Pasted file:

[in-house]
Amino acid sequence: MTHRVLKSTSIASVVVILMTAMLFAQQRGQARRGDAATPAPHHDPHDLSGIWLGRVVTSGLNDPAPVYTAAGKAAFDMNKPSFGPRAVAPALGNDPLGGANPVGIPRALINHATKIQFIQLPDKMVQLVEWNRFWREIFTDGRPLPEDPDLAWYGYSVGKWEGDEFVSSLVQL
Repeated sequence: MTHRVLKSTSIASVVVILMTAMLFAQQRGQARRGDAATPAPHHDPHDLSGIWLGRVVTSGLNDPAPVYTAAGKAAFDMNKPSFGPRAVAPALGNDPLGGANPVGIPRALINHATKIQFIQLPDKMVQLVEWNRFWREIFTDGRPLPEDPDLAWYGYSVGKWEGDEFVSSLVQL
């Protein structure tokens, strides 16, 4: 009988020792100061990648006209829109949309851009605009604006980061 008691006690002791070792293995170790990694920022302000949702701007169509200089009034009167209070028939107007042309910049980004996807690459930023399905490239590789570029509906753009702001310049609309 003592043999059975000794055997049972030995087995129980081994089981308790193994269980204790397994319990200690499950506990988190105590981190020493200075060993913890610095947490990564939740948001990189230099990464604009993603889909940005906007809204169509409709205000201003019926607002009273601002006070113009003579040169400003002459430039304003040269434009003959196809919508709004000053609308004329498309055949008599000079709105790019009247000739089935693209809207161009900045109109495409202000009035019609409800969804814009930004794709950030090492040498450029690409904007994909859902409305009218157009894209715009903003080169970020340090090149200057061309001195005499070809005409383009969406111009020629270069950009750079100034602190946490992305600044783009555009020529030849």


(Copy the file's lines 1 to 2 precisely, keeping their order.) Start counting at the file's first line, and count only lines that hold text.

[in-house]
Amino acid sequence: MTHRVLKSTSIASVVVILMTAMLFAQQRGQARRGDAATPAPHHDPHDLSGIWLGRVVTSGLNDPAPVYTAAGKAAFDMNKPSFGPRAVAPALGNDPLGGANPVGIPRALINHATKIQFIQLPDKMVQLVEWNRFWREIFTDGRPLPEDPDLAWYGYSVGKWEGDEFVSSLVQL